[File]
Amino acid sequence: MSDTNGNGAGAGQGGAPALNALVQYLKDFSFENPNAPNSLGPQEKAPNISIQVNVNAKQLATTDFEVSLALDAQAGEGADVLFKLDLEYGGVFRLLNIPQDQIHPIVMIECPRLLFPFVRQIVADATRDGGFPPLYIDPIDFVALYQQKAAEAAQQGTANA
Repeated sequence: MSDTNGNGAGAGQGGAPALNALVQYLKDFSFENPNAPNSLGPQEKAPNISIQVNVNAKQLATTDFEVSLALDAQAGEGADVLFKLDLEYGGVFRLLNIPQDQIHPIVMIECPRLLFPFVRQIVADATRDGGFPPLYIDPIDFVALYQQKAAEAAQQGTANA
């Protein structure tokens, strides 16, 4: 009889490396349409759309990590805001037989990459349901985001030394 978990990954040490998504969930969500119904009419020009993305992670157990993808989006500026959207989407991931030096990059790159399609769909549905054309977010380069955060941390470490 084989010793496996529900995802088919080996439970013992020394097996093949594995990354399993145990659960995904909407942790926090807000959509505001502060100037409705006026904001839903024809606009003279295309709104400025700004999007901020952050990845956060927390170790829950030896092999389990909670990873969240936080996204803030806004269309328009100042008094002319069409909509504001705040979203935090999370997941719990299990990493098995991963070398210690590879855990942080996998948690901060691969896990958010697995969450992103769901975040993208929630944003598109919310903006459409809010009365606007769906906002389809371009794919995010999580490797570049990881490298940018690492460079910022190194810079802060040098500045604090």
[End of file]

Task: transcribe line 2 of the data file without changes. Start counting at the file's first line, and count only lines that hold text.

Repeated sequence: MSDTNGNGAGAGQGGAPALNALVQYLKDFSFENPNAPNSLGPQEKAPNISIQVNVNAKQLATTDFEVSLALDAQAGEGADVLFKLDLEYGGVFRLLNIPQDQIHPIVMIECPRLLFPFVRQIVADATRDGGFPPLYIDPIDFVALYQQKAAEAAQQGTANA